The Role of Data in COVID-19 Recovery: The Educator Preparation Perspective
This blog post is by Abigail Cohen, Associate Director of Policy and Research at the Data Quality Campaign (DQC).
This spring’s interrupted learning will impact students in the long term; educators and policymakers are rightfully concerned about how to make up for time lost during school closures. What supports will teachers need to address student learning loss? Will high school graduates who were planning to enroll in college be able to do so and what additional support might they need to be successful?
With so many questions, DQC once again turned to its bench of experts to explore how data can help leaders answer these quetsions and best prepare to get students back on track for success. This blog post highlights insights from a conversation with DQC Board Member Cassandra Herring, president and CEO of the Branch Alliance for Educator Diversity.
Question #1: With so many questions about how the COVID-19 crisis will affect students’ long term outcomes, what indicators or types of data should we be looking to?
Herring: First, we need to look at participation in virtual learning during spring of 2020. We know that instruction was being actively delivered to a portion of students but many students couldn’t participate for a variety of reasons. Data about who was able to continue learning during this time is significant and important, and we need to look at that for next year, regardless of where students are in the pipeline.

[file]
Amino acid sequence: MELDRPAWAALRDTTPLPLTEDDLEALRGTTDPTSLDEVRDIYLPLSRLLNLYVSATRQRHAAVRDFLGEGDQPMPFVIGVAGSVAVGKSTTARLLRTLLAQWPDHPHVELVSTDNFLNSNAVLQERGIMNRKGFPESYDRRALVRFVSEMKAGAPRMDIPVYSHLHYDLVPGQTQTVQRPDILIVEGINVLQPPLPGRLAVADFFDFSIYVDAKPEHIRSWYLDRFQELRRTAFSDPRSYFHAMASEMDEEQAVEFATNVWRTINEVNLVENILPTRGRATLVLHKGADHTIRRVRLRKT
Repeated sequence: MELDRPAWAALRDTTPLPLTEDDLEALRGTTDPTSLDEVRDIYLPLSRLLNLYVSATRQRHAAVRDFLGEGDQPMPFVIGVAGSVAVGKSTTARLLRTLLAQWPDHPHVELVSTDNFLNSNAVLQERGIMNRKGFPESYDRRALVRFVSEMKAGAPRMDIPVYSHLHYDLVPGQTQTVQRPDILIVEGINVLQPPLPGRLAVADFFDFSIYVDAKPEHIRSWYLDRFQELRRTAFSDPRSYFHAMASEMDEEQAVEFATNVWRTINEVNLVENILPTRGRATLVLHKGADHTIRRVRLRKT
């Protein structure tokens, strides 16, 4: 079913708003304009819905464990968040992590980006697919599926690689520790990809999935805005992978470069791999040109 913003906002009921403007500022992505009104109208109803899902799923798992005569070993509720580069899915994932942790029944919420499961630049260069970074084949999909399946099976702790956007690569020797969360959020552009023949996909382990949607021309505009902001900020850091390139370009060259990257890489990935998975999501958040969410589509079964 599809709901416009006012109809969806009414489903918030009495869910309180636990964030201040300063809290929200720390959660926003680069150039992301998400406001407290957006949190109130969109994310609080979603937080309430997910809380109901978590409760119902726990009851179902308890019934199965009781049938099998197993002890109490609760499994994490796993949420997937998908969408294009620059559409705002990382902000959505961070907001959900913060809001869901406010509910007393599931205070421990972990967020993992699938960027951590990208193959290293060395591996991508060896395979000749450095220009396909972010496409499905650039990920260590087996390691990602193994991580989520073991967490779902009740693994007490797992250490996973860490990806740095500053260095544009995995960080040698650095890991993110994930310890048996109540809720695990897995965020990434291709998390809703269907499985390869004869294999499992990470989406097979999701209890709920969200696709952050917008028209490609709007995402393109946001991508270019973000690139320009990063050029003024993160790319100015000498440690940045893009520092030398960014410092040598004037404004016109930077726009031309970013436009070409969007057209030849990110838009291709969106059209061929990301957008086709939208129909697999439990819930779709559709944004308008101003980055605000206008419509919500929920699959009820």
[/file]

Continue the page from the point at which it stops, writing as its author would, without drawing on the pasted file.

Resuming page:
For high school seniors specifically, we need to know what their learning loss was and what higher education institutions can do to support those students. Are those students walking into their first year with the same preparedness as they did in years past? What about transfer credits (e.g. AP course credit)? How does higher education figure out the baseline for their incoming first years? We need to be thinking about how to ensure those students are ready to progress on day one.
Question #2: How can data help educator preparation programs (EPPs) adapt to ensure their graduates (e.g. new teachers) are prepared to address the impact of COVID-19 on student learning? How can data sharing between K-12 systems and EPPs help support this work?
Herring: One thing we have seen is that the EPPs with strong existing partnerships with K-12 districts that are aligned on the ultimate goal of improving K-12 student achievement have been better able to pivot together in this crisis. They moved into a collective, joint problem-solving mode and together, they’re pushing through the crisis to get to innovation.
Data provides the foundational knowledge for this kind of collaboration. EPPs and K-12 partners need to come together to think about what data they have and what data they need to identify where they are right now and what they’ll need moving forward. For example, in Illinois, they’re looking at retirement data and funneling teacher candidates into those classrooms. They’re using data to look at what’s going in on individual schools and then deploying candidates strategically. Problem solving fueled by data is leading the way to innovation.